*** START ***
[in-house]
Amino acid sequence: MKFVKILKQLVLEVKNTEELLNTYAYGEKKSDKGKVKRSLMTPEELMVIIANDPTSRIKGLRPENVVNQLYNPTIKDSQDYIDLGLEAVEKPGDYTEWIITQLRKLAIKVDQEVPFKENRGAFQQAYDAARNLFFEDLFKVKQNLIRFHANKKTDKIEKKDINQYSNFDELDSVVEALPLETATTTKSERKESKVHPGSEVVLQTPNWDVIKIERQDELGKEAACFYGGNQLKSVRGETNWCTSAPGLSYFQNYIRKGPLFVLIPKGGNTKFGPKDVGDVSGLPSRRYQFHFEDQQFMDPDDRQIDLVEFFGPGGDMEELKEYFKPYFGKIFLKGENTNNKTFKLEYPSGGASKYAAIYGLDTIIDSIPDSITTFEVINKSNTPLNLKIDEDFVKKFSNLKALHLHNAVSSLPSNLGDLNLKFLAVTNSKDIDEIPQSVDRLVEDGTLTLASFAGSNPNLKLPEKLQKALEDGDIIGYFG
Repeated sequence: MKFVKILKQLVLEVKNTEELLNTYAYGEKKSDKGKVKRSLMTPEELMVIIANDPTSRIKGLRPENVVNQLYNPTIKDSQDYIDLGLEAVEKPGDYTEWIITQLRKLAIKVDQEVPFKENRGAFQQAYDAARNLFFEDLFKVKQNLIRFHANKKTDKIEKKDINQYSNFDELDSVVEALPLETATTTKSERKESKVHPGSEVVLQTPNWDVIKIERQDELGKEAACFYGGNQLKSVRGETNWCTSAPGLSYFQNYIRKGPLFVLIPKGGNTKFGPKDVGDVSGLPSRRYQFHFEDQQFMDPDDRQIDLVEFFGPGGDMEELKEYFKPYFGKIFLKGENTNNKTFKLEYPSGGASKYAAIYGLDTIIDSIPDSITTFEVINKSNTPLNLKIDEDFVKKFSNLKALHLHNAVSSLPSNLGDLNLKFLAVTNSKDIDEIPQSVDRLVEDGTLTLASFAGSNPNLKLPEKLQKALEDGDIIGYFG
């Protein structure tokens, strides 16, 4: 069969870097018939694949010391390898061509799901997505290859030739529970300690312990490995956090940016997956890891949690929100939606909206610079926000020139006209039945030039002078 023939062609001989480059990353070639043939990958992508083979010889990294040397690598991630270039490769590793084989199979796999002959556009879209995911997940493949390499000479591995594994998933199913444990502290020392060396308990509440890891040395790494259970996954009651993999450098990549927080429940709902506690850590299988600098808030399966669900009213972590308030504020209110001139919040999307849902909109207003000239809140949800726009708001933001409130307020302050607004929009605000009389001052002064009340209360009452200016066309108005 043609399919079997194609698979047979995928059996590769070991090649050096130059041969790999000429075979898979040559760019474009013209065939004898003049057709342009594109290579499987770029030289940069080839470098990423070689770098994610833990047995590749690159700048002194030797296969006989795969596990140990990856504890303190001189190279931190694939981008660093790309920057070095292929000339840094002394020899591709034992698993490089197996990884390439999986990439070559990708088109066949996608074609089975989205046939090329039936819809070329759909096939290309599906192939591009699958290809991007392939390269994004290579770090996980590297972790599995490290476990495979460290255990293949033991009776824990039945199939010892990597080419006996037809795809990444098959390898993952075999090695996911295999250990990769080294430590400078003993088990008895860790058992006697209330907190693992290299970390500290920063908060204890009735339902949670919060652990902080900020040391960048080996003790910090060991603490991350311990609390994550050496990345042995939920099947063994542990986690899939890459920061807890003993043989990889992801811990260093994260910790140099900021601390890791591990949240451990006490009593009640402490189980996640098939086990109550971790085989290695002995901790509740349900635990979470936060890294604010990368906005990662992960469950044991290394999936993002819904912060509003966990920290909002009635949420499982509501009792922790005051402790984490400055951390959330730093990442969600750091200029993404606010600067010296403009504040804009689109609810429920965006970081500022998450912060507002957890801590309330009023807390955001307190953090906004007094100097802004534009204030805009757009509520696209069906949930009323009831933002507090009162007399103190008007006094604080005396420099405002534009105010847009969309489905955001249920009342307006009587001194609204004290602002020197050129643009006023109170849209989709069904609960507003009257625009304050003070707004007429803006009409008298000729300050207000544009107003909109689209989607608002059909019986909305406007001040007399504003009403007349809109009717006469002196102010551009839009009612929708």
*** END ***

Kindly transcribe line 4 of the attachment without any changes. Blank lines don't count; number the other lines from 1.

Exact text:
């Protein structure tokens, strides 16, 4: 069969870097018939694949010391390898061509799901997505290859030739529970300690312990490995956090940016997956890891949690929100939606909206610079926000020139006209039945030039002078 023939062609001989480059990353070639043939990958992508083979010889990294040397690598991630270039490769590793084989199979796999002959556009879209995911997940493949390499000479591995594994998933199913444990502290020392060396308990509440890891040395790494259970996954009651993999450098990549927080429940709902506690850590299988600098808030399966669900009213972590308030504020209110001139919040999307849902909109207003000239809140949800726009708001933001409130307020302050607004929009605000009389001052002064009340209360009452200016066309108005 043609399919079997194609698979047979995928059996590769070991090649050096130059041969790999000429075979898979040559760019474009013209065939004898003049057709342009594109290579499987770029030289940069080839470098990423070689770098994610833990047995590749690159700048002194030797296969006989795969596990140990990856504890303190001189190279931190694939981008660093790309920057070095292929000339840094002394020899591709034992698993490089197996990884390439999986990439070559990708088109066949996608074609089975989205046939090329039936819809070329759909096939290309599906192939591009699958290809991007392939390269994004290579770090996980590297972790599995490290476990495979460290255990293949033991009776824990039945199939010892990597080419006996037809795809990444098959390898993952075999090695996911295999250990990769080294430590400078003993088990008895860790058992006697209330907190693992290299970390500290920063908060204890009735339902949670919060652990902080900020040391960048080996003790910090060991603490991350311990609390994550050496990345042995939920099947063994542990986690899939890459920061807890003993043989990889992801811990260093994260910790140099900021601390890791591990949240451990006490009593009640402490189980996640098939086990109550971790085989290695002995901790509740349900635990979470936060890294604010990368906005990662992960469950044991290394999936993002819904912060509003966990920290909002009635949420499982509501009792922790005051402790984490400055951390959330730093990442969600750091200029993404606010600067010296403009504040804009689109609810429920965006970081500022998450912060507002957890801590309330009023807390955001307190953090906004007094100097802004534009204030805009757009509520696209069906949930009323009831933002507090009162007399103190008007006094604080005396420099405002534009105010847009969309489905955001249920009342307006009587001194609204004290602002020197050129643009006023109170849209989709069904609960507003009257625009304050003070707004007429803006009409008298000729300050207000544009107003909109689209989607608002059909019986909305406007001040007399504003009403007349809109009717006469002196102010551009839009009612929708």